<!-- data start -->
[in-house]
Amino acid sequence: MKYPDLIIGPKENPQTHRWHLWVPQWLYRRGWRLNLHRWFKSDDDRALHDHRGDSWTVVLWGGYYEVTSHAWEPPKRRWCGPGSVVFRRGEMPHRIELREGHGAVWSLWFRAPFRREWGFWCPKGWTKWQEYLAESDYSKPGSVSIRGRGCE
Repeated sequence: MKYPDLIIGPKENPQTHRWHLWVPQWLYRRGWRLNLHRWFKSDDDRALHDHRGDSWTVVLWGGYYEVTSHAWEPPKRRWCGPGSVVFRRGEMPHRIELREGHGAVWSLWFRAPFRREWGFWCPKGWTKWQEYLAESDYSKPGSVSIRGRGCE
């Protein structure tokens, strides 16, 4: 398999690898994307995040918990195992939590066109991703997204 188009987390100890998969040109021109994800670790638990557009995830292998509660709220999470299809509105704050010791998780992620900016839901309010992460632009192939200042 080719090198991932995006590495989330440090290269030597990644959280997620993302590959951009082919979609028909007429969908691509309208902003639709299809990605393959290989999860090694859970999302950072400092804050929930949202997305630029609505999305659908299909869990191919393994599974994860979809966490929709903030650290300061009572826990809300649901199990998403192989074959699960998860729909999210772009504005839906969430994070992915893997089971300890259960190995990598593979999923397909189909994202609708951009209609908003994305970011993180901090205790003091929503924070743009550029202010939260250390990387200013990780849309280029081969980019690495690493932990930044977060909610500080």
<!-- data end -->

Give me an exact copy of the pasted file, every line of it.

[in-house]
Amino acid sequence: MKYPDLIIGPKENPQTHRWHLWVPQWLYRRGWRLNLHRWFKSDDDRALHDHRGDSWTVVLWGGYYEVTSHAWEPPKRRWCGPGSVVFRRGEMPHRIELREGHGAVWSLWFRAPFRREWGFWCPKGWTKWQEYLAESDYSKPGSVSIRGRGCE
Repeated sequence: MKYPDLIIGPKENPQTHRWHLWVPQWLYRRGWRLNLHRWFKSDDDRALHDHRGDSWTVVLWGGYYEVTSHAWEPPKRRWCGPGSVVFRRGEMPHRIELREGHGAVWSLWFRAPFRREWGFWCPKGWTKWQEYLAESDYSKPGSVSIRGRGCE
């Protein structure tokens, strides 16, 4: 398999690898994307995040918990195992939590066109991703997204 188009987390100890998969040109021109994800670790638990557009995830292998509660709220999470299809509105704050010791998780992620900016839901309010992460632009192939200042 080719090198991932995006590495989330440090290269030597990644959280997620993302590959951009082919979609028909007429969908691509309208902003639709299809990605393959290989999860090694859970999302950072400092804050929930949202997305630029609505999305659908299909869990191919393994599974994860979809966490929709903030650290300061009572826990809300649901199990998403192989074959699960998860729909999210772009504005839906969430994070992915893997089971300890259960190995990598593979999923397909189909994202609708951009209609908003994305970011993180901090205790003091929503924070743009550029202010939260250390990387200013990780849309280029081969980019690495690493932990930044977060909610500080």